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The G110 keyboard is one of Logitech’s high-end gaming keyboards. It’s not at the very top of their range, but it’s definitely one of their better ones. It’s priced at £69.99 and currently has a three and a half star rating on the Logitech site.
This is what you can expect to find when you open up the keyboard box.
- 1 x Logitech G110 gaming keyboard
- 1 x detachable wrist support
- Manual, quick start guide and other documentation
The keyboard features a cluster of programmable G keys at the far left of the keyboard. It’s a good location for the keys, and means the keyboard is only slightly wider that other gaming keyboards (the Razer Lycosa for example, is only a couple of centimetres less wide). Each G key can have up to 3 different macros assigned to it, and the keys to switch between the different classes of macros and the macro recording key are sensibly located just above the G keys.
The keyboard mode key, for switching between desktop and game modes is prominent, and clearly labelled with an old-school joystick icon. Game mode is really handy for gaming because it disables the windows and menu keys so that if these are accidentally pressed during game play, the game doesn’t lose focus. The keyboard isn’t actually described as being anti-ghosting, but I’ve not experienced any issues with pressing and holding multiple keys at once.
The analogue headset/MIC ports and USB 2.0 hub are easily located on the top/rear edge of the keyboard, and there are individual mute buttons for the headset and MIC, which is also a really useful feature. The backlight button is also located here in the central panel for easy access.
On the bottom of the keyboard there are several channels that the headphone/MIC and USB device cables can be fed through without disturbing how the keyboard lies, which I think is a nice touch. It’s these kinds of simple, subtle but immensely helpful features that can make a keyboard.
The media panel is located at the top-right of the keyboard above the number pad, and features a global mute buttons, a volume roller (which works really well), and the standard play/pause, stop, previous and next keys. The media keys do not appear to be programmable, although the G keys, as well as the standard F keys are all programmable.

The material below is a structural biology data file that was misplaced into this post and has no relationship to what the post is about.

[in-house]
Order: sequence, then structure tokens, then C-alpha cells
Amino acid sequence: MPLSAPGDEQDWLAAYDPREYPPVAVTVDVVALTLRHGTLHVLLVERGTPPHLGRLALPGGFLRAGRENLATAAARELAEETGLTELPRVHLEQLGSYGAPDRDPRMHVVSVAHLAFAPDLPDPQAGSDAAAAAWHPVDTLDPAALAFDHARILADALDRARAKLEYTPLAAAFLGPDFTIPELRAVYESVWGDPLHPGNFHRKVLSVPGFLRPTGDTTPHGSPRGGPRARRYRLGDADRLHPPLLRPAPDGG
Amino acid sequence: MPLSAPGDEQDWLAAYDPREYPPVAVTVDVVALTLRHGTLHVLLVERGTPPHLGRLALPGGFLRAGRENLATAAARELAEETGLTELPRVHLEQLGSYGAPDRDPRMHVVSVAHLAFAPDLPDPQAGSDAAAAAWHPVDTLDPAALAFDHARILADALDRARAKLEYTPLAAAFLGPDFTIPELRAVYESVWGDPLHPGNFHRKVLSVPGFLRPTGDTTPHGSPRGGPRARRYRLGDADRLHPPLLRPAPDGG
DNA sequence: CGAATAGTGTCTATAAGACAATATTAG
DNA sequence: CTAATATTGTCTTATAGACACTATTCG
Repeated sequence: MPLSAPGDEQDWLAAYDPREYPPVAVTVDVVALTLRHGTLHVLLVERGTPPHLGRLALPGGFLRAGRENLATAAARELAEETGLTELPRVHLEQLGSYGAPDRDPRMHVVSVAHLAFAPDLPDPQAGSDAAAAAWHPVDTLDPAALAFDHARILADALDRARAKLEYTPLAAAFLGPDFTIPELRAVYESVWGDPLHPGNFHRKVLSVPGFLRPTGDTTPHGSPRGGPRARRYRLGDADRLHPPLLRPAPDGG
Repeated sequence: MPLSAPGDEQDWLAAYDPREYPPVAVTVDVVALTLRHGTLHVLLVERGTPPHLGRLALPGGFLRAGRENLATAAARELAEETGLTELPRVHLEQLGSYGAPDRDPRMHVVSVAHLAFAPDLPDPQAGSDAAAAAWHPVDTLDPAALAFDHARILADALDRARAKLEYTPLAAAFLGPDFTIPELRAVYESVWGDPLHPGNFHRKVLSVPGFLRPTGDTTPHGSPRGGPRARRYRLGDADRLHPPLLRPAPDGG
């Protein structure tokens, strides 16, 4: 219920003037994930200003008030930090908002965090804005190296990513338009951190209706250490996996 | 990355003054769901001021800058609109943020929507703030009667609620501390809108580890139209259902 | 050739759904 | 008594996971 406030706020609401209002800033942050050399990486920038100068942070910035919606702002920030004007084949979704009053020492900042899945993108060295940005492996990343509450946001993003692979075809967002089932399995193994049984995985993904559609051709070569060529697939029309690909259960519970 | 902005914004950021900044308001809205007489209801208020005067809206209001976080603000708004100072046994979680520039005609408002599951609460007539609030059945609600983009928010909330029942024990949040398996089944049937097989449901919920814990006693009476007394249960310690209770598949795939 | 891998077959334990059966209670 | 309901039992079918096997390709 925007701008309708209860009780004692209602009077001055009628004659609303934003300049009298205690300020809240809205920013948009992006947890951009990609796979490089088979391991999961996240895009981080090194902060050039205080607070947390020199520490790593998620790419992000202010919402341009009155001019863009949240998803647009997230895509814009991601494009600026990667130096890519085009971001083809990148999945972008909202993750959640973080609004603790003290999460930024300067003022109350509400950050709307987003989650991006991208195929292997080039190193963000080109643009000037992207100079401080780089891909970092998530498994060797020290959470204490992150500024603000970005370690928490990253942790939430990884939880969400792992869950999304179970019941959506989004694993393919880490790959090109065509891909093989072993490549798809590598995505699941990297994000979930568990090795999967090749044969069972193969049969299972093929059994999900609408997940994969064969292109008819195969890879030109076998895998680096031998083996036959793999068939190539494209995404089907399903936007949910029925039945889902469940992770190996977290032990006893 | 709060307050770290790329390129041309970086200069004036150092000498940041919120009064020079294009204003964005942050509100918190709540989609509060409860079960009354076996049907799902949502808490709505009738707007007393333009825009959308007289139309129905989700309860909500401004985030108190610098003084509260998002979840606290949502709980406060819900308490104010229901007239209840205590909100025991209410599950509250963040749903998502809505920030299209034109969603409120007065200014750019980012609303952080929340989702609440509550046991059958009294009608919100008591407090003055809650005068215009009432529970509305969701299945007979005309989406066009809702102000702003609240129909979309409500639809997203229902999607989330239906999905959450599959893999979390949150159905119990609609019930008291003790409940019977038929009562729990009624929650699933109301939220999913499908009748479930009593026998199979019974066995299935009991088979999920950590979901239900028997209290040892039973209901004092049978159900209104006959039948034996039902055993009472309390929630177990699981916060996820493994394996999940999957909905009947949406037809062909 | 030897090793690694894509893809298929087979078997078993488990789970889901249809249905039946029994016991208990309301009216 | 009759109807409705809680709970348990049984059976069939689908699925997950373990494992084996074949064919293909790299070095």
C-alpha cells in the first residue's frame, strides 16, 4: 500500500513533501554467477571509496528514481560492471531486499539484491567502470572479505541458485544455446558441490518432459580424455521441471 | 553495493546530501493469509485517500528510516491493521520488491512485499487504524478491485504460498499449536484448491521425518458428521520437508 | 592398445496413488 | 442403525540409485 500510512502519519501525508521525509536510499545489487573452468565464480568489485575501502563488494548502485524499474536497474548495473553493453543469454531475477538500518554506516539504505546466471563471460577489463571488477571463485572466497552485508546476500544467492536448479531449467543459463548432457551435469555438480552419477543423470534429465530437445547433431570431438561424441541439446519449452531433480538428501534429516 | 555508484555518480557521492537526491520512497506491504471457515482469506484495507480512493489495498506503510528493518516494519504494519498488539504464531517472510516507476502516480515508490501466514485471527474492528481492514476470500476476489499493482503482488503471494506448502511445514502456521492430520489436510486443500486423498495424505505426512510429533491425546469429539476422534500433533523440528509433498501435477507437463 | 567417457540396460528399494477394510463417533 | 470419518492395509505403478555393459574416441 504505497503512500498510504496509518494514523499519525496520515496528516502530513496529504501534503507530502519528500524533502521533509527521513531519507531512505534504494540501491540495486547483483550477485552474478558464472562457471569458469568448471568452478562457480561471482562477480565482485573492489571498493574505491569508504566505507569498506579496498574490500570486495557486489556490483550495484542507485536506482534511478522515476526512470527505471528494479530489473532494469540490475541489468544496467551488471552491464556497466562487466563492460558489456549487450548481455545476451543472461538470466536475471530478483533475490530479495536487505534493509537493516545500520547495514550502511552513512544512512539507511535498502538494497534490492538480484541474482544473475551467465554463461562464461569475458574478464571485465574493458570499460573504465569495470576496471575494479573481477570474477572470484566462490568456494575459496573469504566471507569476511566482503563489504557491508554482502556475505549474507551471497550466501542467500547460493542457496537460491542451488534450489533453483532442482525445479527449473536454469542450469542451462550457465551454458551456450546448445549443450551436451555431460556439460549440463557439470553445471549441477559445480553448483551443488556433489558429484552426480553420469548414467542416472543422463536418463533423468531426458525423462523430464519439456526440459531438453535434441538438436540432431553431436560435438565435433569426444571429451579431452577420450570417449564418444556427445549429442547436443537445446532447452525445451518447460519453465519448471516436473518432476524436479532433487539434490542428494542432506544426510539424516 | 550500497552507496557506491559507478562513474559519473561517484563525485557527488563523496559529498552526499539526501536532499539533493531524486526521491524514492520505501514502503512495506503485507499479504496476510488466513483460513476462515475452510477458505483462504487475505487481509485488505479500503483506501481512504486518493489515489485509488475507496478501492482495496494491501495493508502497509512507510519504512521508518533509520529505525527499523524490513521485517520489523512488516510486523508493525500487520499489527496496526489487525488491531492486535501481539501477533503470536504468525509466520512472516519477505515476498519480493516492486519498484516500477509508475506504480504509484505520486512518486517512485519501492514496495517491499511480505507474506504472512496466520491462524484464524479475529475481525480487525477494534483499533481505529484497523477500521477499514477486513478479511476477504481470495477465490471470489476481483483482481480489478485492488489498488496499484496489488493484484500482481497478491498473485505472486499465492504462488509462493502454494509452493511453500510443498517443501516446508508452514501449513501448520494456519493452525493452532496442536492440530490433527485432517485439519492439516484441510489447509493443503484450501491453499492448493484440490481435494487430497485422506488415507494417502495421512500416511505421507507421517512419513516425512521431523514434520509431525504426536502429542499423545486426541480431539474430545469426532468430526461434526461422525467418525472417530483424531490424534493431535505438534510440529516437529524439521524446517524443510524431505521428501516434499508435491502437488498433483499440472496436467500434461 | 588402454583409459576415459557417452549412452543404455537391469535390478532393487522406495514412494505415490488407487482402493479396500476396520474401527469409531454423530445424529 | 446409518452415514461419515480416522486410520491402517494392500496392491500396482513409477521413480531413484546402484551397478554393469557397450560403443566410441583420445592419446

I’d like to mention the feet on the keyboard as well; normally the feet on any keyboard open up so that they are facing away from the back of the keyboard. This is ok, but any greater-than-normal force applied to the keyboard (such as in the intensity of an FPS fire fight) can cause the keyboard to crash down to its resting position. The feet on the G110 however, open parallel to the keyboard in opposing left and right directions, so there is no possibility of crashing the board back to its resting position during game play.
One thing I noticed about the keyboard is that it seems to be weighted rather unusually; one side of the keyboard feels quite heavy and secure and doesn’t slip about, but the left side appears to be lighter and the foot on that side just doesn’t seem to grip the desk as well, which can make that side slide a little. It’s not a major problem and it isn’t severe enough to cause issues with gaming or typing.
Using the keyboard
Many of the keyboard’s features work straight away out of the box without any additional software installation. The media panel and volume controls all work straight away in iTunes (although only the stop/play/pause buttons work in Media Player), and some of the G keys have predefined functions depending on the application in use. Keys like the desktop/game modes and the backlight and mute buttons all work out of the box too.
The keyboard is very nice to use, with a satisfying, but surprisingly quiet (most of the backlit keyboards I’ve used have been quite loud to type on) key action. The size of the keyboard is good, with it not being too large or taking up too much desk space. The cable is also just a standard, single USB 2.0 connection, which is great. Other keyboards that I’ve used with integrated audio tend to have several cables trailing from them (one I used had two USB connectors and 2 analogue connectors!)
I have a digital pair of USB headphones, which worked without configuration as soon as I connected them to the USB hub on the back of the keyboard. The keyboard actually features several mute buttons – one is for the overall sound of the computer and globally mutes all sound, the other mutes are individually for the headphones and/or MIC. One thing to note is that the headphone/MIC mutes only work with analogue devices.